If a person has an epileptic seizure while driving, it can lead to serious accidents and injuries for everyone involved. Here are epilepsy symptoms that may impair a driver’s ability to maintain safety.

Generalized Seizures

Generalized seizures are often severe episodes that may cause:

A motorist experiencing these symptoms can lose control of their vehicle and hit other drivers, pedestrians, bicyclists, and other road users.

Focal Seizures

People with epilepsy could also have focal seizures, which only affect one side of the brain and body. Although these seizures are typically less severe than generalized seizures, they can cause:

While a driver may remain conscious during a focal seizure, these symptoms can make it difficult to maintain control of their vehicle and stay safe on the road.

Is It Safe To Drive With Epilepsy?

Driving with epilepsy can be dangerous if seizures are not controlled using medication or other medical treatments. Research shows that the risks of driving with epilepsy are somewhat predictable in people with controlled epilepsy, making it possible for these individuals to get behind the wheel under the right circumstances.

Things you can do to improve your chances of securing a driver’s license and staying safe while driving with epilepsy include:

Because epilepsy symptoms vary from person to person, many people can still drive with this condition. If you have epilepsy and want to drive, talk to your doctor to see if you are a good candidate. There may be restrictions or additional qualifications you must meet to retain your driver’s license.

Driving With Epilepsy Laws

Your driving eligibility depends on your state’s requirements and seizure driving laws, which may include:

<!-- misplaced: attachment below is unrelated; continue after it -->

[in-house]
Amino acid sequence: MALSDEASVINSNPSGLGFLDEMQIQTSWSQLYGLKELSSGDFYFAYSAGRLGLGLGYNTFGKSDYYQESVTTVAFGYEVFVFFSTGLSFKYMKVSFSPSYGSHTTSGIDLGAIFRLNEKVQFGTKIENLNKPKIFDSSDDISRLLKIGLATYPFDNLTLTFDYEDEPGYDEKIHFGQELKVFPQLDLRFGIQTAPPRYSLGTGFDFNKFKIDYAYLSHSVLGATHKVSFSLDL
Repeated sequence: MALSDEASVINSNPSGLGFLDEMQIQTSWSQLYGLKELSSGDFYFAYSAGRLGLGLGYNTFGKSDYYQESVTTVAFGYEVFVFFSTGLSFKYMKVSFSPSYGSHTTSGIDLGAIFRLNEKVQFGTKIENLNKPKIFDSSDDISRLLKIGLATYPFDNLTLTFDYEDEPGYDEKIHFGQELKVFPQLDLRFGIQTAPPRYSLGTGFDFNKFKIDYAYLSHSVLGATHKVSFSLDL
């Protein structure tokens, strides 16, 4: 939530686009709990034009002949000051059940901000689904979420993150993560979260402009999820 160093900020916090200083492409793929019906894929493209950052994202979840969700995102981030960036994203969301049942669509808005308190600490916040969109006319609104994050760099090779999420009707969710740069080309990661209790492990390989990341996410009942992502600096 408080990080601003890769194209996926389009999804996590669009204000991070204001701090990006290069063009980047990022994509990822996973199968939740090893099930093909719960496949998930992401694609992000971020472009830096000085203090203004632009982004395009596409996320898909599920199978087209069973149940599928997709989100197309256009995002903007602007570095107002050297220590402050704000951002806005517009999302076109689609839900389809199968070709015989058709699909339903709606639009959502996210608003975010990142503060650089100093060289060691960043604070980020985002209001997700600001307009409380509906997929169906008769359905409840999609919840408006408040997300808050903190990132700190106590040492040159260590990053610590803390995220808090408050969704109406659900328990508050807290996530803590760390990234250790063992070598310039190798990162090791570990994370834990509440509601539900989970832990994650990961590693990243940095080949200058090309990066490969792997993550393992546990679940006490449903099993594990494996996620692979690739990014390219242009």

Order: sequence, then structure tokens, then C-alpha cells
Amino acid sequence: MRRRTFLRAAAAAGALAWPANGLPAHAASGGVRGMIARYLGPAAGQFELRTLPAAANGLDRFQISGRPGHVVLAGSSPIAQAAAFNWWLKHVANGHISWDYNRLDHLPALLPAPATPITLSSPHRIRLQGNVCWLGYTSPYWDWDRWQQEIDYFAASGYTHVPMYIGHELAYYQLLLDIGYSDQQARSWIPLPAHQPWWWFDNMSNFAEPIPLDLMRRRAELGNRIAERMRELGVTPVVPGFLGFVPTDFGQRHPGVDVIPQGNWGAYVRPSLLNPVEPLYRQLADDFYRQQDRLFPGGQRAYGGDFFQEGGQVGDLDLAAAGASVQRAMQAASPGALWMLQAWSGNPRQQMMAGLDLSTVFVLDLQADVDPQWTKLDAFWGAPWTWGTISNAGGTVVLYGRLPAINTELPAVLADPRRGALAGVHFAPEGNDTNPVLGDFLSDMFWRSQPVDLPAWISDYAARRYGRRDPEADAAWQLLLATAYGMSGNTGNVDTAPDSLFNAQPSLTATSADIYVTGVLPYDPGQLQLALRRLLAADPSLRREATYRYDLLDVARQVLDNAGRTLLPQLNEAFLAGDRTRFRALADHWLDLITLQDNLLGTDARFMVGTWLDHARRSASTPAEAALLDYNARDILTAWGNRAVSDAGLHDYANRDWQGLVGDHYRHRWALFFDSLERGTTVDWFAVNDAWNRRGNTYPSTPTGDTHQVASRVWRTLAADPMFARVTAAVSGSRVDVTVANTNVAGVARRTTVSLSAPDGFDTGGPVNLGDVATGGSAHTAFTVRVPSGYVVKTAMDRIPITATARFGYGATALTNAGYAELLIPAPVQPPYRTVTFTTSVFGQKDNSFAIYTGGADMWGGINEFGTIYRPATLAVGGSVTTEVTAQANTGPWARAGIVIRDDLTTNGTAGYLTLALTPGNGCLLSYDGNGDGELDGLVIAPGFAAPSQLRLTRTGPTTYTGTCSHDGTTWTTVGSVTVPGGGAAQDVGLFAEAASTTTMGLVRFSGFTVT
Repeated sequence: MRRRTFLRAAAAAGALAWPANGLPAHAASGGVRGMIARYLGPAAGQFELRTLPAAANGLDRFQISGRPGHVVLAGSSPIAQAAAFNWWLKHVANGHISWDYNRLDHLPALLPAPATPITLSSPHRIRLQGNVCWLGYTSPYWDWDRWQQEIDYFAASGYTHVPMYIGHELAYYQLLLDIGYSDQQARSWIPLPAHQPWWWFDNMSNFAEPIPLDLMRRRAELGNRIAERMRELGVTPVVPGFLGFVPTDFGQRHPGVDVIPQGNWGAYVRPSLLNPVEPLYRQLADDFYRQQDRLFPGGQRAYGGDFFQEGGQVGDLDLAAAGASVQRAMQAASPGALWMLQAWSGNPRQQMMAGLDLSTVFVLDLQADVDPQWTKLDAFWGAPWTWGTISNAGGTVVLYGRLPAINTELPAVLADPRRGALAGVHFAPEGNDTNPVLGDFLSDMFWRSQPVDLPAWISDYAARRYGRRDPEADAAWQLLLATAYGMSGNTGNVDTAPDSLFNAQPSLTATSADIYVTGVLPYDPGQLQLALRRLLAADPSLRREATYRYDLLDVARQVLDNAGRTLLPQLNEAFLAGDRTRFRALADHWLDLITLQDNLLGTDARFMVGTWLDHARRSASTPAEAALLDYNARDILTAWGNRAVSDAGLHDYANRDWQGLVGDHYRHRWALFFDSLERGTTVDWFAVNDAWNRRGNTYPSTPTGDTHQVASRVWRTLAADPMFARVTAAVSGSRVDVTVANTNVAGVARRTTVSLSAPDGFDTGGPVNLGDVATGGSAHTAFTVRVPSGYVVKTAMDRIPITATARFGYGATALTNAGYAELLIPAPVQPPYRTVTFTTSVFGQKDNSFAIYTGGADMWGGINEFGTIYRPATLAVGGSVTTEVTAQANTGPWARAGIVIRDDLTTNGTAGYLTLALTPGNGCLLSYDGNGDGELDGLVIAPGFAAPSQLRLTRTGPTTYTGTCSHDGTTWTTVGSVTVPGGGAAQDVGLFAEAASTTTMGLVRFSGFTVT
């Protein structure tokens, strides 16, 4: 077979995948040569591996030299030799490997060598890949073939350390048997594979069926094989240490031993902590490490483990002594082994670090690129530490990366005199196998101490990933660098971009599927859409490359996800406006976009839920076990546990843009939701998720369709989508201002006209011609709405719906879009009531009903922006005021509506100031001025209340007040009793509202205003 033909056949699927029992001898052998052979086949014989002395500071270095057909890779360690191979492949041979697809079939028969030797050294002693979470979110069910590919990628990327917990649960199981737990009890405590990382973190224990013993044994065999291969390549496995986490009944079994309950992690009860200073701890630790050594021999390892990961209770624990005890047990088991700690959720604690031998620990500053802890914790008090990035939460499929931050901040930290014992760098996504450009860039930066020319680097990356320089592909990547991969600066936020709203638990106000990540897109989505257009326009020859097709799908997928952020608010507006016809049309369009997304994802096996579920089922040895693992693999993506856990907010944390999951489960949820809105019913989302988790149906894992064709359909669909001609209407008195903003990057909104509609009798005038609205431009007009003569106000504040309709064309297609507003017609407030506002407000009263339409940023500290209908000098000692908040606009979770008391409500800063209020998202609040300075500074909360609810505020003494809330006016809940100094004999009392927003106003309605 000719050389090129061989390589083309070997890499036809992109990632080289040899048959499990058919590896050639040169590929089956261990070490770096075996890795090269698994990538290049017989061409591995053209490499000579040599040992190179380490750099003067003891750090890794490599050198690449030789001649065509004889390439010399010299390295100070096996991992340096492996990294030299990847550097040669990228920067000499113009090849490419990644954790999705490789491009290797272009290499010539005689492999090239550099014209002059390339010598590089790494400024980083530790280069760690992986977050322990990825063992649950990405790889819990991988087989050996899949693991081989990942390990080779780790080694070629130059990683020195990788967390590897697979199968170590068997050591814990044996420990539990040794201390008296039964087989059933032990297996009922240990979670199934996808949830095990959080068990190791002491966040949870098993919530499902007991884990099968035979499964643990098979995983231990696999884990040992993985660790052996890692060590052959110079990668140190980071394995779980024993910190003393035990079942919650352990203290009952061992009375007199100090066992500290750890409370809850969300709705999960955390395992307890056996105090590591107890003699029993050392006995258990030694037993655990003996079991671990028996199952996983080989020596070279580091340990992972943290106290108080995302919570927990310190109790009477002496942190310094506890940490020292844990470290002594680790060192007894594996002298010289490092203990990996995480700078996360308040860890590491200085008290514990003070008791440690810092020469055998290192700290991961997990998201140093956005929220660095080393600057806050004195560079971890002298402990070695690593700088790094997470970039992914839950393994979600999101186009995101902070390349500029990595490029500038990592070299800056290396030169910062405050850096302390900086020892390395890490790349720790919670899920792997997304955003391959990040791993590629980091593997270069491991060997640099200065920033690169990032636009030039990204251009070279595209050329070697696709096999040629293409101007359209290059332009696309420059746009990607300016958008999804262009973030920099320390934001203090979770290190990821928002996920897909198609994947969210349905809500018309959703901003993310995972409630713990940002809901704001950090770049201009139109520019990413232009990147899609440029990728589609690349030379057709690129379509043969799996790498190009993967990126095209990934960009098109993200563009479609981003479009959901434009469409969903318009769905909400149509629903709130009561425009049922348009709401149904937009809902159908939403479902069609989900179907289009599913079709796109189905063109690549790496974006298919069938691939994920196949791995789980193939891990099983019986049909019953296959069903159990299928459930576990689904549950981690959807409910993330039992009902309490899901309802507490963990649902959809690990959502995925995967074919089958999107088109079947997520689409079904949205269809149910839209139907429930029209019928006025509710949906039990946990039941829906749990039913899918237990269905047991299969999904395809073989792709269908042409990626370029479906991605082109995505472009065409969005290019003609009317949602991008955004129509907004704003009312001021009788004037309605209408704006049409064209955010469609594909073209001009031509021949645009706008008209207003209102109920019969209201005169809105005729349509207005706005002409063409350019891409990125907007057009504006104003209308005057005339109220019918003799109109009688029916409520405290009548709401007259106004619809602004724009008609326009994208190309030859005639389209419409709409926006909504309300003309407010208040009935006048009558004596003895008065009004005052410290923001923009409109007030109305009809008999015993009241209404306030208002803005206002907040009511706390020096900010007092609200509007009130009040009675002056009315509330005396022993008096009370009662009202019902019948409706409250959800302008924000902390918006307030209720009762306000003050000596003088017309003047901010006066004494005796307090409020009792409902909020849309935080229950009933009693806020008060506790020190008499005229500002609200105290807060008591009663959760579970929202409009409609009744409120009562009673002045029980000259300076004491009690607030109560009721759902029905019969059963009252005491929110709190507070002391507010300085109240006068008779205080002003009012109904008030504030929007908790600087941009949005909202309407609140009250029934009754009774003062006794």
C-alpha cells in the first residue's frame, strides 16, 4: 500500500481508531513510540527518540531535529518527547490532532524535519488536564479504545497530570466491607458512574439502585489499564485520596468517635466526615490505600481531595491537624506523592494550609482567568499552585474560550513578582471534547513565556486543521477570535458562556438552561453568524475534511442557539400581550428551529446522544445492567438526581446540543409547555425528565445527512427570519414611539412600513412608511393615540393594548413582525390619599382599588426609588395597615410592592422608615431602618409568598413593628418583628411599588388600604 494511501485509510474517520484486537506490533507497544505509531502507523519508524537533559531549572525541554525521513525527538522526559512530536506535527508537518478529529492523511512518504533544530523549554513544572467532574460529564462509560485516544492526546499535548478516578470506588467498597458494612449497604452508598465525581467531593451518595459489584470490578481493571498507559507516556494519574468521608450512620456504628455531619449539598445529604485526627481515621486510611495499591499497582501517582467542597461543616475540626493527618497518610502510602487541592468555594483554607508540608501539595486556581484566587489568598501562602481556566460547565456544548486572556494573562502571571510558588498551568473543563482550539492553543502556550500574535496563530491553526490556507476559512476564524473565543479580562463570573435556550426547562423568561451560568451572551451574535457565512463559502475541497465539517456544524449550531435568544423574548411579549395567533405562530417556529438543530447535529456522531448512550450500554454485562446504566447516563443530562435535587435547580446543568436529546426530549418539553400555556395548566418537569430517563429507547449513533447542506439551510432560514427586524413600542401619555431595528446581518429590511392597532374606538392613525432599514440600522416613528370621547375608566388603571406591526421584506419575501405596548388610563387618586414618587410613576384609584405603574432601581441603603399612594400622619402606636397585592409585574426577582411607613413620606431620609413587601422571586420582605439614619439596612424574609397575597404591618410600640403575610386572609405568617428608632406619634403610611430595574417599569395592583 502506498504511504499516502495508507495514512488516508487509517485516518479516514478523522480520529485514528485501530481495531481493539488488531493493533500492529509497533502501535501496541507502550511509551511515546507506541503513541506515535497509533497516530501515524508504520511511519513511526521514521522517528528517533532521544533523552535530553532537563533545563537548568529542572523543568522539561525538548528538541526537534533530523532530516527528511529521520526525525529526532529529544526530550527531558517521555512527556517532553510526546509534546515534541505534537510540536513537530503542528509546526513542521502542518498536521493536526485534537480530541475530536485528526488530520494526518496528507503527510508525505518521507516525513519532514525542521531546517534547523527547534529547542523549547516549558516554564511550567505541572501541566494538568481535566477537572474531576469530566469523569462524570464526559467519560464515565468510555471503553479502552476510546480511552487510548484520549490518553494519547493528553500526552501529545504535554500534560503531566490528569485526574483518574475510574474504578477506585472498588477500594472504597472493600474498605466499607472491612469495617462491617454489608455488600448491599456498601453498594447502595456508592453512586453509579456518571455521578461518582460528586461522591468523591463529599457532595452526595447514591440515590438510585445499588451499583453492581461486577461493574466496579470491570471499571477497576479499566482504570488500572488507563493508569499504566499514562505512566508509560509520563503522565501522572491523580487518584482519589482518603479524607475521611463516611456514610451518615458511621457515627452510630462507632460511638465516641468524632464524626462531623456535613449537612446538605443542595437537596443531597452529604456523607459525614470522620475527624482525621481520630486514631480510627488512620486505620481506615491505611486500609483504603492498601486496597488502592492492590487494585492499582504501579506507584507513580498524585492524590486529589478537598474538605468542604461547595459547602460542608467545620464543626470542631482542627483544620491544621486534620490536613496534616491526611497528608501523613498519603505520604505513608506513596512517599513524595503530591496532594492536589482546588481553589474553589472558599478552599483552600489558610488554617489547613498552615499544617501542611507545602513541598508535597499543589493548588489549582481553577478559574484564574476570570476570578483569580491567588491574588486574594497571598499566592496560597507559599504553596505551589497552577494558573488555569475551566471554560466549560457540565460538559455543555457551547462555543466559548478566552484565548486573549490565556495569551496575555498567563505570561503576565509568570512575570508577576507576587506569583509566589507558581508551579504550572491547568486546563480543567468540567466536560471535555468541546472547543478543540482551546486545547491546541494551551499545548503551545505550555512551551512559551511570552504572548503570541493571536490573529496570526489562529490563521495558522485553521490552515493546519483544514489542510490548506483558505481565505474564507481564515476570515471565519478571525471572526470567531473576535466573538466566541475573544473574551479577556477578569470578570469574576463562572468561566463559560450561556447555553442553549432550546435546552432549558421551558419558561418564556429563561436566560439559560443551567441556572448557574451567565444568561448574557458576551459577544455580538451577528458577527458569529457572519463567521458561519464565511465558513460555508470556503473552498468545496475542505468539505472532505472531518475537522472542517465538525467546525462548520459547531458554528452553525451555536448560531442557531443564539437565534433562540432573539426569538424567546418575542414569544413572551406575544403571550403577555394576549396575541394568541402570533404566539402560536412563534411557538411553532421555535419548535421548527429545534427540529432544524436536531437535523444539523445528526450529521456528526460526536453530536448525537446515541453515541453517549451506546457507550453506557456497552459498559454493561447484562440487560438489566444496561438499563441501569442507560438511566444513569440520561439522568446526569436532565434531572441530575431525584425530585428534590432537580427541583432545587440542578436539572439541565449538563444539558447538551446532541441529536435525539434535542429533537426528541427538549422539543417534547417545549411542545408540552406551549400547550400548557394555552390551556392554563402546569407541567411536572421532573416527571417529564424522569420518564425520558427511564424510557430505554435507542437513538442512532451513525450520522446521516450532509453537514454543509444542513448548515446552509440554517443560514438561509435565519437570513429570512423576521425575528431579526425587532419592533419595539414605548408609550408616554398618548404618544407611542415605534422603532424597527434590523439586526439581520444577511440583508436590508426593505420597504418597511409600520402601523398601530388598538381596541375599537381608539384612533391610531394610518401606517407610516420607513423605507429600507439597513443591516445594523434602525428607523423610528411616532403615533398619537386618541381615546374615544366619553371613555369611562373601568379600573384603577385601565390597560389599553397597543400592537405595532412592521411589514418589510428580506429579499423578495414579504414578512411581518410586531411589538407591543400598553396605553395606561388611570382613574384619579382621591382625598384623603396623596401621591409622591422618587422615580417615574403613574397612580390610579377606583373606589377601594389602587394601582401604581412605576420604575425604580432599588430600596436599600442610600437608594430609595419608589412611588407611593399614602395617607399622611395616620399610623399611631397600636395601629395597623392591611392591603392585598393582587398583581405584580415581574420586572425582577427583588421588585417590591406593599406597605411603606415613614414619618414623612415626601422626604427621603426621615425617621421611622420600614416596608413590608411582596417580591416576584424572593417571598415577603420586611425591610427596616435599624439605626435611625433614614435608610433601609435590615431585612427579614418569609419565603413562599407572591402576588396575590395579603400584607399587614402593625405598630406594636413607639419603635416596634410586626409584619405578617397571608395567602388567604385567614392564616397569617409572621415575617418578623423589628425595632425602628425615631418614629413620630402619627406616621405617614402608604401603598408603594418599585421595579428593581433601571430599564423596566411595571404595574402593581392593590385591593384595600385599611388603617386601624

For example, New York epilepsy driving laws require drivers who experience epileptic loss of consciousness to request a hearing and undergo a medical exam to determine if they can keep or renew their driver’s license. 

Additionally, you should consider the liability factor of driving with epilepsy. If drivers with epilepsy fail to follow medical advice, drive without a license, or do not notify the state of their condition, they could be held liable for the injuries and damages they cause. Doctors may also be held liable if they fail to evaluate an epileptic patient properly or do not complete mandatory reporting.

Male driving in New York that experiences epileptic seizures

Consult an Experienced Attorney To Learn More

If you were injured in a car accident caused by an epileptic seizure, speak with our experienced car accident attorneys to learn more about your rights and legal options. Our trusted personal injury lawyers are real New Yorkers who won’t back down when fighting for the full and fair compensation you deserve. 

Contact us online or call (855) NYC-HURT to schedule your free consultation at our Garden City law office. If you cannot come to us due to your injuries, we can schedule a meeting at a time and location convenient to you.